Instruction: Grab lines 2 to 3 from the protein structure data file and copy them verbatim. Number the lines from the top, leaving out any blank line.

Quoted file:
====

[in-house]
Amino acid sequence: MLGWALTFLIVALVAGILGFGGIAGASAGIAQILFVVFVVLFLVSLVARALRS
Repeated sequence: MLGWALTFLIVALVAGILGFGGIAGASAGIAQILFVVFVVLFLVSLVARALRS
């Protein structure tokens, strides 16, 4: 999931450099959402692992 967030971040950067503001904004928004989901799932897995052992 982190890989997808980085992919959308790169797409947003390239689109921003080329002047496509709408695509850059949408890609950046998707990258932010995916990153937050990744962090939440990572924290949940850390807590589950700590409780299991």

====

Amino acid sequence: MLGWALTFLIVALVAGILGFGGIAGASAGIAQILFVVFVVLFLVSLVARALRS
Repeated sequence: MLGWALTFLIVALVAGILGFGGIAGASAGIAQILFVVFVVLFLVSLVARALRS